#2 Post by Marlene » Sat Oct 22, 2016 3:29 pm

This is the B7 picture. Later comes the After picture. B7 and After. Like an ole weight-loss ad.
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Re: Project Mauser B7

#3 Post by dandad » Sat Oct 22, 2016 3:46 pm

I can not wait to learn from how you bring this stock back to life!
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Re: Project Mauser B7

#4 Post by CDFingers » Sat Oct 29, 2016 4:39 pm

Sorry for the crappy pic. Indoors with a flash. At least you can see the carvings in the channels.
b7crappyflash.jpg
It turns out the receiver was rocking because the inletting was poorly done. Before, we saw a split between the magazine well and the trigger well. This was because the receiver was torqued on with the magazine well cut too narrowly. This forced the wood apart and made the split, one of two places that caused the rifle to rock. The second place where it rocked was on the plateau directly in front of the magazine well. This had two high spots. Now all is flat, and the rifle drops in like pennies from heaven.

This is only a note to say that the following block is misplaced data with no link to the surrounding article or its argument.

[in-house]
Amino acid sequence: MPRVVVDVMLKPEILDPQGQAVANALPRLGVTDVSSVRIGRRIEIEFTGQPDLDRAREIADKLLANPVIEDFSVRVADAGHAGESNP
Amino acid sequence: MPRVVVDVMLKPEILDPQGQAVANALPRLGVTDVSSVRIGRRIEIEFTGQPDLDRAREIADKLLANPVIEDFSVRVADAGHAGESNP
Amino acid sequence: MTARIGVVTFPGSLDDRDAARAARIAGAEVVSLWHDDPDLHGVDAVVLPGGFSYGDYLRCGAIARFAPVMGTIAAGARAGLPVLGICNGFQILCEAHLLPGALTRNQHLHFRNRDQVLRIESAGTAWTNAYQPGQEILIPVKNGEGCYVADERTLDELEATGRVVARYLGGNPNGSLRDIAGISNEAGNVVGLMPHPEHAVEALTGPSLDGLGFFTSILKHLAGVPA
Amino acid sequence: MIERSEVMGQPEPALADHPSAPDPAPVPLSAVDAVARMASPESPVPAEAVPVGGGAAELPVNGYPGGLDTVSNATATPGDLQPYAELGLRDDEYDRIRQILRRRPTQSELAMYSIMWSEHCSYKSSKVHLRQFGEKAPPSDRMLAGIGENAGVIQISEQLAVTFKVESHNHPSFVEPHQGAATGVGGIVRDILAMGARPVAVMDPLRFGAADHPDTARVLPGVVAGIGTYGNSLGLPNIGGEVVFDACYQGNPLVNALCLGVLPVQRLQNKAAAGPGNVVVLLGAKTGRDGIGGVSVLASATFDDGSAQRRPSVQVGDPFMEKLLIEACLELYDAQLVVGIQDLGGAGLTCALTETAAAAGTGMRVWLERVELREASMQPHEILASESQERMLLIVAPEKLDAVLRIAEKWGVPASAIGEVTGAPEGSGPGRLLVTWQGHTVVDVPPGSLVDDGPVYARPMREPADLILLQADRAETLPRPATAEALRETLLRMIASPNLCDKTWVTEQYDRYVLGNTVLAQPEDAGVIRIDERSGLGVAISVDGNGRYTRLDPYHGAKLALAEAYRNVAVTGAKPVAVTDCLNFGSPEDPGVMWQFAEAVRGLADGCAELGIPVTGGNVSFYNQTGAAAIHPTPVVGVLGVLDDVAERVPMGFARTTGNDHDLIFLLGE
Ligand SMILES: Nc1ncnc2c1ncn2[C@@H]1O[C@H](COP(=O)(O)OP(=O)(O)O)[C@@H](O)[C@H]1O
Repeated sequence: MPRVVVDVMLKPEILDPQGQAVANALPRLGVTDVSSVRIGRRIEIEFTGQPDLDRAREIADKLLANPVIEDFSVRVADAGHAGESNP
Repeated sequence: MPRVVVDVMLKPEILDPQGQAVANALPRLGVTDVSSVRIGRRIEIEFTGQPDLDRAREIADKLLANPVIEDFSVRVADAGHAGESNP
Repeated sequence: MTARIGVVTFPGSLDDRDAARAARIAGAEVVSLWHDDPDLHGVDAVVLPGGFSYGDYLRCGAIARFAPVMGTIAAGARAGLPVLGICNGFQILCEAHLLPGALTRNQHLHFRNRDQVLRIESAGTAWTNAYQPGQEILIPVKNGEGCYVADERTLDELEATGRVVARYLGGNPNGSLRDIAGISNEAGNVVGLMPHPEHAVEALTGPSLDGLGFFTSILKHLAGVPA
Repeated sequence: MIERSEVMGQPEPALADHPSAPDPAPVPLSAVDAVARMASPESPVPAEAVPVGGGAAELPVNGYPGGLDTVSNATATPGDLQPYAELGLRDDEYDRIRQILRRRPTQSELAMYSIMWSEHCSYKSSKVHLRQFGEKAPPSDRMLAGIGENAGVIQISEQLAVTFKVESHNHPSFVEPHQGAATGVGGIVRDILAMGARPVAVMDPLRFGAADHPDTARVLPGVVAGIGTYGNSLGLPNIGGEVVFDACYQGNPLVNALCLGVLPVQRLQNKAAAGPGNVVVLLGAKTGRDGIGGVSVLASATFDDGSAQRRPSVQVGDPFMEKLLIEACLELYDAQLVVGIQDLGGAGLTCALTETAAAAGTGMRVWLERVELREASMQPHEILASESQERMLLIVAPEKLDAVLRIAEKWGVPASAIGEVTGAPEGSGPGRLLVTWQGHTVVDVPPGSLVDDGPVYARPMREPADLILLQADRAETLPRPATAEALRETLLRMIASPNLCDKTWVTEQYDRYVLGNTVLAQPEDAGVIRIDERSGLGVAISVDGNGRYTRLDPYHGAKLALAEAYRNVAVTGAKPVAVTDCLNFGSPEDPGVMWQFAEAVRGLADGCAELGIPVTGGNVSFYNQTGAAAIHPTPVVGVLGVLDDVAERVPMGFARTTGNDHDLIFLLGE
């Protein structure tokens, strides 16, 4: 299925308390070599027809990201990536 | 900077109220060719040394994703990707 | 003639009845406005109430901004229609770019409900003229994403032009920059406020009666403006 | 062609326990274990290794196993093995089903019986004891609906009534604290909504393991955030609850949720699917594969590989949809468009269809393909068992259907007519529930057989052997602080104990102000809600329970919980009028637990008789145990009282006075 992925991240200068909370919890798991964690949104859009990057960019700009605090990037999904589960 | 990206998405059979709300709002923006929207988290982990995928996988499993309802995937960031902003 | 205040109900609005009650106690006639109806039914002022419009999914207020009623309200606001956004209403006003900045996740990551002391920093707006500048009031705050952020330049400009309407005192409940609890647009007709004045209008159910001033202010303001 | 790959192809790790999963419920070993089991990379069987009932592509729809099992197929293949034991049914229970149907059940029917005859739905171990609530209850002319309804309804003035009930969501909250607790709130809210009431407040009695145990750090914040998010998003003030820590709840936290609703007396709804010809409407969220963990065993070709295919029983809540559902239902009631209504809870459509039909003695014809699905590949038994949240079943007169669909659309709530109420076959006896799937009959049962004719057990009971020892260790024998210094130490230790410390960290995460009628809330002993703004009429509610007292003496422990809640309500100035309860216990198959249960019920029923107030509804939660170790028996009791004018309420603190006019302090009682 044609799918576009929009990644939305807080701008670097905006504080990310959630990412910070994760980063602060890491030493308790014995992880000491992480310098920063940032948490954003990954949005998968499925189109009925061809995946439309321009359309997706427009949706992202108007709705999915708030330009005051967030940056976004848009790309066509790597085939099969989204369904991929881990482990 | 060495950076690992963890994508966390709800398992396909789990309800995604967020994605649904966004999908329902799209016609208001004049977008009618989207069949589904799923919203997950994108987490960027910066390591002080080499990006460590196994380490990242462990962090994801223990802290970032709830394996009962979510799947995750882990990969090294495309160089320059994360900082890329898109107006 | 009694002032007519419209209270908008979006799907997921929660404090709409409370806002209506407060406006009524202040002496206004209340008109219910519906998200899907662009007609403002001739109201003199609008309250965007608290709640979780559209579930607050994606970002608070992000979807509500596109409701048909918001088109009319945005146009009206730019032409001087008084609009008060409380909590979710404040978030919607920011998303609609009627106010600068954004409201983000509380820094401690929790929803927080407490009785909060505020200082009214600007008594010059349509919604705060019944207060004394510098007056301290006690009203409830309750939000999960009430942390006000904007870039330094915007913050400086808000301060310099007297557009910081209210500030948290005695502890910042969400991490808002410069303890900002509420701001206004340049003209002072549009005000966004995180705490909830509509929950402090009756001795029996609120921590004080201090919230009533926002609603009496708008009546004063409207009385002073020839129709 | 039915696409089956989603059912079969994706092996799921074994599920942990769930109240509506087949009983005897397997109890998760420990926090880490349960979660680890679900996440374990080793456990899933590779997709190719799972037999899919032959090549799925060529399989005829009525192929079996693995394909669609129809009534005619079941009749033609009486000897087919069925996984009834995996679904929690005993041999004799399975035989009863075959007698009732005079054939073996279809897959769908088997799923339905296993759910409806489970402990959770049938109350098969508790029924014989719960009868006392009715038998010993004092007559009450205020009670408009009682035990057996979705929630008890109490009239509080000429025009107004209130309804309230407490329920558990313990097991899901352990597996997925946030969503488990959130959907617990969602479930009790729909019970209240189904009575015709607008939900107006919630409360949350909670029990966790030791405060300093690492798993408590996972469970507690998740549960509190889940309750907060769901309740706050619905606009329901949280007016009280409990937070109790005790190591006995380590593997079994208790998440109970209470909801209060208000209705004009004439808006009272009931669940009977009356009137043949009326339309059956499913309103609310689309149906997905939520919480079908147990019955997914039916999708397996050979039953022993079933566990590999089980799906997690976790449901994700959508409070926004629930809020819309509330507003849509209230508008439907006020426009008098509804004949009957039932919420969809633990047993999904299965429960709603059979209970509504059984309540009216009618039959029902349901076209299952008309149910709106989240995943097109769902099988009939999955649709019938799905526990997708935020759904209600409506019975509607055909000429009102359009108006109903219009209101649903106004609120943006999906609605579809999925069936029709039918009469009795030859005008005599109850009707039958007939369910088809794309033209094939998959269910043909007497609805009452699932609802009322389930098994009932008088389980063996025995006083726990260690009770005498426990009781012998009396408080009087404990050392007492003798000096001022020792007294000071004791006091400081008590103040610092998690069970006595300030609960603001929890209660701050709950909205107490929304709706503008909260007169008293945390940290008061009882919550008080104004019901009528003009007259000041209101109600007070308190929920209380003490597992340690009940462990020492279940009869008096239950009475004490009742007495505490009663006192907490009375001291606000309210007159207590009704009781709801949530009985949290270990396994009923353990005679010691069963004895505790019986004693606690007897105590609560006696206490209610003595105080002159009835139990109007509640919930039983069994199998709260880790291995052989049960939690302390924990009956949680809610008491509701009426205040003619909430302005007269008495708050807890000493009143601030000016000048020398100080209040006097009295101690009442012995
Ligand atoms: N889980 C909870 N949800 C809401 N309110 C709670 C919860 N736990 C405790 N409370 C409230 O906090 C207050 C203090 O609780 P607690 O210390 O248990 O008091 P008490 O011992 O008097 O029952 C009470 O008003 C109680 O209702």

Another aspect of this stock was that the well where the receiver lug drops in is way large. However, this is the perfect place now to fill with acraglas; it will be stronger and more stable than before.

The barrel is now fully floated.

Because it will rain the whole weekend--sweet, wet, live giving rain to our parched state--I will go for the bedding tomorrow. Maybe better pics if I do it in the garage. Inside has bad lighting anyway. I like to work in natural light if possible.

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Re: Project Mauser B7

#5 Post by Marlene » Sat Oct 29, 2016 5:04 pm

Everybody notice CDFingers' cool trick for keeping the action screws from escaping to the nether regions of floor corners?
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Re: Project Mauser B7

#6 Post by wlewisiii » Sat Oct 29, 2016 5:43 pm

Marlene wrote:Everybody notice CDFingers' cool trick for keeping the action screws from escaping to the nether regions of floor corners?
That is a good one. I usually use tape, masking or boxing, for that purpose.
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Re: Project Mauser B7

#7 Post by CDFingers » Sat Oct 29, 2016 6:27 pm

Cripe-a-rooni, Marlene. :oops: Now I have to leave that crappy pic up there that I was going to replace with this:
b7firstcuts.jpg